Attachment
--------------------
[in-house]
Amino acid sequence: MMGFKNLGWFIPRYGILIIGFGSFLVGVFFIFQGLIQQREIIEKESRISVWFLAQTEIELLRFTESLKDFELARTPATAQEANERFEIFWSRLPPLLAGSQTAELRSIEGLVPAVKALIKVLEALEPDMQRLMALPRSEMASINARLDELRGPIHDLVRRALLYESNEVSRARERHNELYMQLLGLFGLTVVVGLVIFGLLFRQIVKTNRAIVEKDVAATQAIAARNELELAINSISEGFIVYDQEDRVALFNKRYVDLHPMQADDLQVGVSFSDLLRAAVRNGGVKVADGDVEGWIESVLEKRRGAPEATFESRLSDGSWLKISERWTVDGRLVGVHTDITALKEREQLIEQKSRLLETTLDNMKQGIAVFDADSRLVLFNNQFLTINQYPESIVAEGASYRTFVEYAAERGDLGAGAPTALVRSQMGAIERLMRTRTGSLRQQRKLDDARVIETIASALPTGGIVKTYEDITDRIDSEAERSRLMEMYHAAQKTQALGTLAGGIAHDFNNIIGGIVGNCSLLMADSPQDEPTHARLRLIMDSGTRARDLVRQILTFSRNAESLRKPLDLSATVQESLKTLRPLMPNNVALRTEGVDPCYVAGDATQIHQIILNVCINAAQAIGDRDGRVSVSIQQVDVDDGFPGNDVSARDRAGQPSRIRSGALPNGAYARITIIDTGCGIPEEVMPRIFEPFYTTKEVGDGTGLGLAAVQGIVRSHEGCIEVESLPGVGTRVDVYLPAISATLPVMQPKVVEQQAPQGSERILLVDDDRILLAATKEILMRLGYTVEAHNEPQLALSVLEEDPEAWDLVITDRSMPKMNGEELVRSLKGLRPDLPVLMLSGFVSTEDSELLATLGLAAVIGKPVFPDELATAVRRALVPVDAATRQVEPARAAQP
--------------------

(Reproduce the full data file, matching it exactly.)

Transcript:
[in-house]
Amino acid sequence: MMGFKNLGWFIPRYGILIIGFGSFLVGVFFIFQGLIQQREIIEKESRISVWFLAQTEIELLRFTESLKDFELARTPATAQEANERFEIFWSRLPPLLAGSQTAELRSIEGLVPAVKALIKVLEALEPDMQRLMALPRSEMASINARLDELRGPIHDLVRRALLYESNEVSRARERHNELYMQLLGLFGLTVVVGLVIFGLLFRQIVKTNRAIVEKDVAATQAIAARNELELAINSISEGFIVYDQEDRVALFNKRYVDLHPMQADDLQVGVSFSDLLRAAVRNGGVKVADGDVEGWIESVLEKRRGAPEATFESRLSDGSWLKISERWTVDGRLVGVHTDITALKEREQLIEQKSRLLETTLDNMKQGIAVFDADSRLVLFNNQFLTINQYPESIVAEGASYRTFVEYAAERGDLGAGAPTALVRSQMGAIERLMRTRTGSLRQQRKLDDARVIETIASALPTGGIVKTYEDITDRIDSEAERSRLMEMYHAAQKTQALGTLAGGIAHDFNNIIGGIVGNCSLLMADSPQDEPTHARLRLIMDSGTRARDLVRQILTFSRNAESLRKPLDLSATVQESLKTLRPLMPNNVALRTEGVDPCYVAGDATQIHQIILNVCINAAQAIGDRDGRVSVSIQQVDVDDGFPGNDVSARDRAGQPSRIRSGALPNGAYARITIIDTGCGIPEEVMPRIFEPFYTTKEVGDGTGLGLAAVQGIVRSHEGCIEVESLPGVGTRVDVYLPAISATLPVMQPKVVEQQAPQGSERILLVDDDRILLAATKEILMRLGYTVEAHNEPQLALSVLEEDPEAWDLVITDRSMPKMNGEELVRSLKGLRPDLPVLMLSGFVSTEDSELLATLGLAAVIGKPVFPDELATAVRRALVPVDAATRQVEPARAAQP